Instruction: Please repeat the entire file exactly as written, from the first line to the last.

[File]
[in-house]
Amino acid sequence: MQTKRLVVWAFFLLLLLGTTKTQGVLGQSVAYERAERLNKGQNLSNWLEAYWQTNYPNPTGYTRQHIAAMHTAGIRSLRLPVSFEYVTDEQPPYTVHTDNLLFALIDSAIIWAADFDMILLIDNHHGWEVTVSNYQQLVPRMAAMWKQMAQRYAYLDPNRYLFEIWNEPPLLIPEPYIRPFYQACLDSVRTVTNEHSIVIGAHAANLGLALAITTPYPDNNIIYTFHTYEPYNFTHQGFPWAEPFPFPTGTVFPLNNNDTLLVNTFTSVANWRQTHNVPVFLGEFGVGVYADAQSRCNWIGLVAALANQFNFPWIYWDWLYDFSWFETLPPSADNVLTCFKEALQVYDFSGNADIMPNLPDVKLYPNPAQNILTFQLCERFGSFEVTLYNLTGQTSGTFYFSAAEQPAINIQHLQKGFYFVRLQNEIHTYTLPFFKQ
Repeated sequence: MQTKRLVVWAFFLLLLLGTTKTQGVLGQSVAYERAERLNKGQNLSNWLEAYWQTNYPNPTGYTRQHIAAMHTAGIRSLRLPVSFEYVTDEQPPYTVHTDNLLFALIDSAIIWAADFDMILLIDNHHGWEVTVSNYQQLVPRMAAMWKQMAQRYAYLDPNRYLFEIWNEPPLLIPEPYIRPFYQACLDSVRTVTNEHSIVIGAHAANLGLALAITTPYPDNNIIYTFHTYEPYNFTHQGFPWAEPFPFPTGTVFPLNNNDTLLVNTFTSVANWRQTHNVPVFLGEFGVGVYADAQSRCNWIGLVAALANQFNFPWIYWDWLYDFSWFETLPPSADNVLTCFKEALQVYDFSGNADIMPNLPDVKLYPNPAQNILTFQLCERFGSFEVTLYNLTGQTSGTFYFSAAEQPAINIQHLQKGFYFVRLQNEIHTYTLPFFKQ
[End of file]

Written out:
[in-house]
Amino acid sequence: MQTKRLVVWAFFLLLLLGTTKTQGVLGQSVAYERAERLNKGQNLSNWLEAYWQTNYPNPTGYTRQHIAAMHTAGIRSLRLPVSFEYVTDEQPPYTVHTDNLLFALIDSAIIWAADFDMILLIDNHHGWEVTVSNYQQLVPRMAAMWKQMAQRYAYLDPNRYLFEIWNEPPLLIPEPYIRPFYQACLDSVRTVTNEHSIVIGAHAANLGLALAITTPYPDNNIIYTFHTYEPYNFTHQGFPWAEPFPFPTGTVFPLNNNDTLLVNTFTSVANWRQTHNVPVFLGEFGVGVYADAQSRCNWIGLVAALANQFNFPWIYWDWLYDFSWFETLPPSADNVLTCFKEALQVYDFSGNADIMPNLPDVKLYPNPAQNILTFQLCERFGSFEVTLYNLTGQTSGTFYFSAAEQPAINIQHLQKGFYFVRLQNEIHTYTLPFFKQ
Repeated sequence: MQTKRLVVWAFFLLLLLGTTKTQGVLGQSVAYERAERLNKGQNLSNWLEAYWQTNYPNPTGYTRQHIAAMHTAGIRSLRLPVSFEYVTDEQPPYTVHTDNLLFALIDSAIIWAADFDMILLIDNHHGWEVTVSNYQQLVPRMAAMWKQMAQRYAYLDPNRYLFEIWNEPPLLIPEPYIRPFYQACLDSVRTVTNEHSIVIGAHAANLGLALAITTPYPDNNIIYTFHTYEPYNFTHQGFPWAEPFPFPTGTVFPLNNNDTLLVNTFTSVANWRQTHNVPVFLGEFGVGVYADAQSRCNWIGLVAALANQFNFPWIYWDWLYDFSWFETLPPSADNVLTCFKEALQVYDFSGNADIMPNLPDVKLYPNPAQNILTFQLCERFGSFEVTLYNLTGQTSGTFYFSAAEQPAINIQHLQKGFYFVRLQNEIHTYTLPFFKQ